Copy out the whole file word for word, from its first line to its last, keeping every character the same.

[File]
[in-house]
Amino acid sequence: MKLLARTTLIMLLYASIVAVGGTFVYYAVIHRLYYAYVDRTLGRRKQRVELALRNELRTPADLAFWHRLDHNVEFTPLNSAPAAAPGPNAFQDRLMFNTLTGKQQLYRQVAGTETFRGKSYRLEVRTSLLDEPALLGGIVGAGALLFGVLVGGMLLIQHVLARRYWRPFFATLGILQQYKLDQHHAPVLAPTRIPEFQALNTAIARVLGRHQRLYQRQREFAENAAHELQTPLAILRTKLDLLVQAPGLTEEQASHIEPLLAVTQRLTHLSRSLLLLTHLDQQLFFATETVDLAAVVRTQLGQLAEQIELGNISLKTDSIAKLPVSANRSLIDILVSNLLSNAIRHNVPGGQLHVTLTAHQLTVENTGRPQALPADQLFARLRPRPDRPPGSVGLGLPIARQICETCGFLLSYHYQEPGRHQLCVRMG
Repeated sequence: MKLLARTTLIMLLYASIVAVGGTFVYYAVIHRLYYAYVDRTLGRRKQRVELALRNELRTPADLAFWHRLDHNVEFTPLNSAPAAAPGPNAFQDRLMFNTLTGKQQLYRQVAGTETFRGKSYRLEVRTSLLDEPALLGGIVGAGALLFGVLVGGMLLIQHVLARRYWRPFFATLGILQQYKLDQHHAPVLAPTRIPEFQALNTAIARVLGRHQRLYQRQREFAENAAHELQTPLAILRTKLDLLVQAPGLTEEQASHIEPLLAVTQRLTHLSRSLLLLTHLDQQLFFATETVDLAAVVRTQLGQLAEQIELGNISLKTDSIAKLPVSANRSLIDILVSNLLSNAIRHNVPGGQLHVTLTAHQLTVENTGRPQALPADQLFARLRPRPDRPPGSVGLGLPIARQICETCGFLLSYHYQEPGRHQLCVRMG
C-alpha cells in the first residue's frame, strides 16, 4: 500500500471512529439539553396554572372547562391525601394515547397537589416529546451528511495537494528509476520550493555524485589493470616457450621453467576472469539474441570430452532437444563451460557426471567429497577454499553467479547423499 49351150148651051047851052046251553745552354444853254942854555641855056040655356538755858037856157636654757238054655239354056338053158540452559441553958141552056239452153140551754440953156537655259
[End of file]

[in-house]
Amino acid sequence: MKLLARTTLIMLLYASIVAVGGTFVYYAVIHRLYYAYVDRTLGRRKQRVELALRNELRTPADLAFWHRLDHNVEFTPLNSAPAAAPGPNAFQDRLMFNTLTGKQQLYRQVAGTETFRGKSYRLEVRTSLLDEPALLGGIVGAGALLFGVLVGGMLLIQHVLARRYWRPFFATLGILQQYKLDQHHAPVLAPTRIPEFQALNTAIARVLGRHQRLYQRQREFAENAAHELQTPLAILRTKLDLLVQAPGLTEEQASHIEPLLAVTQRLTHLSRSLLLLTHLDQQLFFATETVDLAAVVRTQLGQLAEQIELGNISLKTDSIAKLPVSANRSLIDILVSNLLSNAIRHNVPGGQLHVTLTAHQLTVENTGRPQALPADQLFARLRPRPDRPPGSVGLGLPIARQICETCGFLLSYHYQEPGRHQLCVRMG
Repeated sequence: MKLLARTTLIMLLYASIVAVGGTFVYYAVIHRLYYAYVDRTLGRRKQRVELALRNELRTPADLAFWHRLDHNVEFTPLNSAPAAAPGPNAFQDRLMFNTLTGKQQLYRQVAGTETFRGKSYRLEVRTSLLDEPALLGGIVGAGALLFGVLVGGMLLIQHVLARRYWRPFFATLGILQQYKLDQHHAPVLAPTRIPEFQALNTAIARVLGRHQRLYQRQREFAENAAHELQTPLAILRTKLDLLVQAPGLTEEQASHIEPLLAVTQRLTHLSRSLLLLTHLDQQLFFATETVDLAAVVRTQLGQLAEQIELGNISLKTDSIAKLPVSANRSLIDILVSNLLSNAIRHNVPGGQLHVTLTAHQLTVENTGRPQALPADQLFARLRPRPDRPPGSVGLGLPIARQICETCGFLLSYHYQEPGRHQLCVRMG
C-alpha cells in the first residue's frame, strides 16, 4: 500500500471512529439539553396554572372547562391525601394515547397537589416529546451528511495537494528509476520550493555524485589493470616457450621453467576472469539474441570430452532437444563451460557426471567429497577454499553467479547423499 49351150148651051047851052046251553745552354444853254942854555641855056040655356538755858037856157636654757238054655239354056338053158540452559441553958141552056239452153140551754440953156537655259